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Home » “We’re leaving Venezuela,” say bitcoin miners in the face of regulatory limbo

“We’re leaving Venezuela,” say bitcoin miners in the face of regulatory limbo

Important facts:
  • It has been two and a half months since the nationwide farm blackout and there is no news from Sunacrip.

  • Paraguay has opened its doors to Venezuelans, says that country’s fintech chamber.

Fleeing Venezuela, several bitcoin miners who have decided to leave their country, where the industry is in regulatory limbo two and a half months after the intervention of the National Regulatory Authority for Crypto Assets and Related Activities (Sunacrip), are resorting to action. .

“This is a disaster,” Manuel Martínez (fake name to protect his identity) told CriptoNoticias. “There are Too much uncertainty about bitcoin mining in Venezuela and the truth is we’re all looking for at least a little stability,” he added.

In March, the hash makers licensed to operate in the country were shut down. This following an order from the National Electric Corporation (Corpoelec) Visit the farms and give the order to stop operationsamid investigations into the Pdvsa-Crypto corruption plot.

“At that moment we were told that they took the action due to Sunacrip’s intervention as there was no clear process for collecting the electricity tariffs as the regulator is responsible for it,” explained another miner, who preferred to speak below the condition of anonymity.

But to date, nearly three months since the massive farm closures, Time is running out for miners who have had to continue to cover their operating costs and await the issuance of an order to resume activities.

The government-appointed Audit Committee is to restructure Sunacrip did not comment. Therefore, it is not known what the status of this process is or when there might be an answer for digital miners.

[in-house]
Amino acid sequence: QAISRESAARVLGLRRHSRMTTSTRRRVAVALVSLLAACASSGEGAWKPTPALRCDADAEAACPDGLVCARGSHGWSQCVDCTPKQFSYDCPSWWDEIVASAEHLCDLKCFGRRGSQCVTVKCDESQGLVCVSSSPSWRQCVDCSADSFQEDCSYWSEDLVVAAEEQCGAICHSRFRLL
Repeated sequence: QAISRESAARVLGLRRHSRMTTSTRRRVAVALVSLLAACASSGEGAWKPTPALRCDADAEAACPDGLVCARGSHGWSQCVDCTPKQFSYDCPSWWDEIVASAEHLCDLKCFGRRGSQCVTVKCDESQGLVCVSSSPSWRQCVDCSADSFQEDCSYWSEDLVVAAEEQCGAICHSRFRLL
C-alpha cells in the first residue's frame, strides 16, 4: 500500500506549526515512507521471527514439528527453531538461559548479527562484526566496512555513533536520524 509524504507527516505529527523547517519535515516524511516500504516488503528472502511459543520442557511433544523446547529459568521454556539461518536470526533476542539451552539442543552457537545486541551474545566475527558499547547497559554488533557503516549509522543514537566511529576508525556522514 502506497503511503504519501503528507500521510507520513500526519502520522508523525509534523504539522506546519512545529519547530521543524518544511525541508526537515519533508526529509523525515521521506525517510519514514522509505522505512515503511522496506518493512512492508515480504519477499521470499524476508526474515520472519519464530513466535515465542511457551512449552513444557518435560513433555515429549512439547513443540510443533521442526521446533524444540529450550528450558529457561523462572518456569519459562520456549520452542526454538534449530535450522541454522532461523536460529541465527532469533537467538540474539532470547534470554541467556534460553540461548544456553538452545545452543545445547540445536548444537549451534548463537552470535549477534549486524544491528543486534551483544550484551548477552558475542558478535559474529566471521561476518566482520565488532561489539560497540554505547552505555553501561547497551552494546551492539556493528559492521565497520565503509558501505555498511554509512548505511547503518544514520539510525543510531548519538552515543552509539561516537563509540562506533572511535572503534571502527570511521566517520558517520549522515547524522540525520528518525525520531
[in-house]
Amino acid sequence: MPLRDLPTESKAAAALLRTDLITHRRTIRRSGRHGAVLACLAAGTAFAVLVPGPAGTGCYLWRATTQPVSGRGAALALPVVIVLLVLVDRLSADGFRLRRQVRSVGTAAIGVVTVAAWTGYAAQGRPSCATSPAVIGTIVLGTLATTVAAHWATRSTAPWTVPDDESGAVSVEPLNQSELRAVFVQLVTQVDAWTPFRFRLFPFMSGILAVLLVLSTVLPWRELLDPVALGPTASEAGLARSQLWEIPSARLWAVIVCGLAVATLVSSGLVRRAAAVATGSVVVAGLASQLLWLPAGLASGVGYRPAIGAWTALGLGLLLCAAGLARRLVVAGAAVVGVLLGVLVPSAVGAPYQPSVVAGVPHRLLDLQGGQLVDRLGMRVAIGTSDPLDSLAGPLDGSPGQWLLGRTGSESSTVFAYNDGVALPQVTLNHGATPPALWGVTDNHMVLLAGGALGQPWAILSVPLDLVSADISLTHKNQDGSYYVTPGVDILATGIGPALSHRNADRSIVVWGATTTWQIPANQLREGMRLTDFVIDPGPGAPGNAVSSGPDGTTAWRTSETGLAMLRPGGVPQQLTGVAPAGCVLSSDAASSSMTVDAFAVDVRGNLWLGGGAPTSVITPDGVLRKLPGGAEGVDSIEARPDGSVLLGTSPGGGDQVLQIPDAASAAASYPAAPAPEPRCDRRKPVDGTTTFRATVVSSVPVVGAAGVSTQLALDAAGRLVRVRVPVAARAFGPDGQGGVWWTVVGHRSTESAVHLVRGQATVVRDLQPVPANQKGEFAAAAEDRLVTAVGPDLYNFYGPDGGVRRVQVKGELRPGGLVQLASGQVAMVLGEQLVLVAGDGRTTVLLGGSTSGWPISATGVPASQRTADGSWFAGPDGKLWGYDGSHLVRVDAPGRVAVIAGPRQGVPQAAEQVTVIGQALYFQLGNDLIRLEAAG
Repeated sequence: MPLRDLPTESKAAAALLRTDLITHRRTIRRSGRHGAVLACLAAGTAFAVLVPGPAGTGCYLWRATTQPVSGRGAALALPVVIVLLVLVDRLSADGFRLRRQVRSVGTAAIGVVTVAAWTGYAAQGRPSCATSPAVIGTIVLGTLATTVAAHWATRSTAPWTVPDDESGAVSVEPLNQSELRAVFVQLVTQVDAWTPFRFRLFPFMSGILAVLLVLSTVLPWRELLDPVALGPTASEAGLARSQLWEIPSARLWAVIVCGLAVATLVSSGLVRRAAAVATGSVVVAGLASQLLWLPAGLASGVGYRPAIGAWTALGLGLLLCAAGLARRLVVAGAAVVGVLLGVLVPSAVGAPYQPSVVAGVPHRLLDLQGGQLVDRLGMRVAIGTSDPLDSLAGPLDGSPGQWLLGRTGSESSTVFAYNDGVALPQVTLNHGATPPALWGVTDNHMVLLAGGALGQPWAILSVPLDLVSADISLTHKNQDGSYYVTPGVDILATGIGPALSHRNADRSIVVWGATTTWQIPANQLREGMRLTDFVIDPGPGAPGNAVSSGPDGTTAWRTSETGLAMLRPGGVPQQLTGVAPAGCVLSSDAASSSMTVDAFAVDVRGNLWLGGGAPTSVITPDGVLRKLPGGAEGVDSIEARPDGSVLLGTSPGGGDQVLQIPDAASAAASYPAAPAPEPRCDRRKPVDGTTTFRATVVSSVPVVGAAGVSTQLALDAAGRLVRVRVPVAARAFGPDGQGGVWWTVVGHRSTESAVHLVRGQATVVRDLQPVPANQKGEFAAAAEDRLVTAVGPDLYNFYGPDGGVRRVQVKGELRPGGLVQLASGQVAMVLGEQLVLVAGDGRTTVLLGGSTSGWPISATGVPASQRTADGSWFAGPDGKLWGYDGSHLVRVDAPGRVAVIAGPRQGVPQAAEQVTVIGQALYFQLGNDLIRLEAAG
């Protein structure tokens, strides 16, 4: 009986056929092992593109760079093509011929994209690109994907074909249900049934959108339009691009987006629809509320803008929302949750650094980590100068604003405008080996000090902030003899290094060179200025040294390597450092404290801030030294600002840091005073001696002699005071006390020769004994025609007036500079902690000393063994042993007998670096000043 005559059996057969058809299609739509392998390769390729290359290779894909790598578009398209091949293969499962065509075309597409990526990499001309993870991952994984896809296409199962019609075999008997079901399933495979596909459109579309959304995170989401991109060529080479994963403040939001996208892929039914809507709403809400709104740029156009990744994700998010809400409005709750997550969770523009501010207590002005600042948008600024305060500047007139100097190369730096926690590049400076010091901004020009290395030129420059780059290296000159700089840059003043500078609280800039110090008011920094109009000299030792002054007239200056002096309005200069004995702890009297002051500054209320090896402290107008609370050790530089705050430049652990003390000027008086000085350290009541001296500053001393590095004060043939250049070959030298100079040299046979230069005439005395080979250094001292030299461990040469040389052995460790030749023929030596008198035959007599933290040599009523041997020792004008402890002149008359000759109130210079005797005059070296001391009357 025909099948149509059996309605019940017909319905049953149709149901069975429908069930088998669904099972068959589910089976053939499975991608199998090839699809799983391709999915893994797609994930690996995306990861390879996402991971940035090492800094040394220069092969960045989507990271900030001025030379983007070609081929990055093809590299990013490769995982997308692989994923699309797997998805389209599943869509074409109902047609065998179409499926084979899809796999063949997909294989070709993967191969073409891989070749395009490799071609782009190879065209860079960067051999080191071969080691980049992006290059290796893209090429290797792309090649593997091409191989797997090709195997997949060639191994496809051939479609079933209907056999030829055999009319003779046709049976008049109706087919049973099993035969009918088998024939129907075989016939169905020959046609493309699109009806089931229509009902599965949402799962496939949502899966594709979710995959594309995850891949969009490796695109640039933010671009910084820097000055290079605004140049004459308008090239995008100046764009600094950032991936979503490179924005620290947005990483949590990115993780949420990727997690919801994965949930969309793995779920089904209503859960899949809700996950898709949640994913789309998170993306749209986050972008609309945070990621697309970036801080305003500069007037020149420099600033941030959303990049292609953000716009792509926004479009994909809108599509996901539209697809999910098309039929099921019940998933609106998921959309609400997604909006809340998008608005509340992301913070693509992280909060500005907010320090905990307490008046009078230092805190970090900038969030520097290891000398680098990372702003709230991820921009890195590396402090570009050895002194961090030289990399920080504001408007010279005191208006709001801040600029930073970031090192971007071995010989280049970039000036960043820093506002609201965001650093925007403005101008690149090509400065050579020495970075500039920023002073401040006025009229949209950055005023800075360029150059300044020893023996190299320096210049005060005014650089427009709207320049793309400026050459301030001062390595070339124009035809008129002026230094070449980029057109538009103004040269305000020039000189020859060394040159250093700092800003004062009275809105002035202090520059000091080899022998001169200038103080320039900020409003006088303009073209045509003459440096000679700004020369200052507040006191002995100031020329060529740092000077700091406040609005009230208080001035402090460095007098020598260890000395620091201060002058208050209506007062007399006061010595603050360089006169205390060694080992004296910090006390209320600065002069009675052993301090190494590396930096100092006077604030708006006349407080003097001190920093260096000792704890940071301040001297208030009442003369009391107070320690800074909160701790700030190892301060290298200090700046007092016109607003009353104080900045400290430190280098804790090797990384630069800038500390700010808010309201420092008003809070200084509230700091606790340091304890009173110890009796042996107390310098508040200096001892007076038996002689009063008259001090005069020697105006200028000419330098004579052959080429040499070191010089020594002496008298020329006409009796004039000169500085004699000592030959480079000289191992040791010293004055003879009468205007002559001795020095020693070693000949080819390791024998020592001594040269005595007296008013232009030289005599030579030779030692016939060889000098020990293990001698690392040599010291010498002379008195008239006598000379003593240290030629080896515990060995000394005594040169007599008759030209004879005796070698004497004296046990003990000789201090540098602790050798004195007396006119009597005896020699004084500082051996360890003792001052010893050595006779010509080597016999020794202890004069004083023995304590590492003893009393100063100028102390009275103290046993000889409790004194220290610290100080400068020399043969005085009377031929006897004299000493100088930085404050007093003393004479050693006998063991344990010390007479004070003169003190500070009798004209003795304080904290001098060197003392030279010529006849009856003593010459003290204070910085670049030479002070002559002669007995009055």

Some miners speak of six months of darkness for digital mining in Venezuela, while others suspect Sunacrip will disappear. In this case, The uncertainty surrounding all cryptocurrency-related activities will remain on Venezuelan territory.

The exodus of digital miners from Venezuela begins

The bitcoin miners that CriptoNoticias spoke to say there are several farm owners who do this have decided to relocate their activities to other countries where greater stability is currently offered for bitcoin mining.

There is no exact number of how many miners want to emigrate, there is only talk of “several” and these They name Paraguay and El Salvador as target countries.

After considering the alternatives, Manuel Martínez decided that Paraguay will be the country where he will set up his mining farm.

“Paraguay has one of the cheapest electricity rates in Latin America and is a country that has open arms to bitcoin miners, imposing no restrictions or anything like that. And the tax rates of 15% also seem quite attractive to us.”

Manuel Martínez, Bitcoin miner in Venezuela.

He assures that he is in the process of moving his 4,000 KVA farm (kilovolt-ampere) that in Venezuela kept walking 1,800 AntMiner S9 and 200 Whatsminer M20for a total of 2000 ASIC (Application Specific Integrated Circuit) or special devices for digital mining.

“I manage foreign capital and the truth is that my clients don’t understand how it is that in Venezuela there are no answers from a digital mining regulator telling us when we can turn it on or what the real event is.” . It is also not known if electricity prices will increase or if farms will close again in the future, and that does not seem fair or legal for a productive industry that creates jobs.

Manuel Martínez, Bitcoin miner in Venezuela.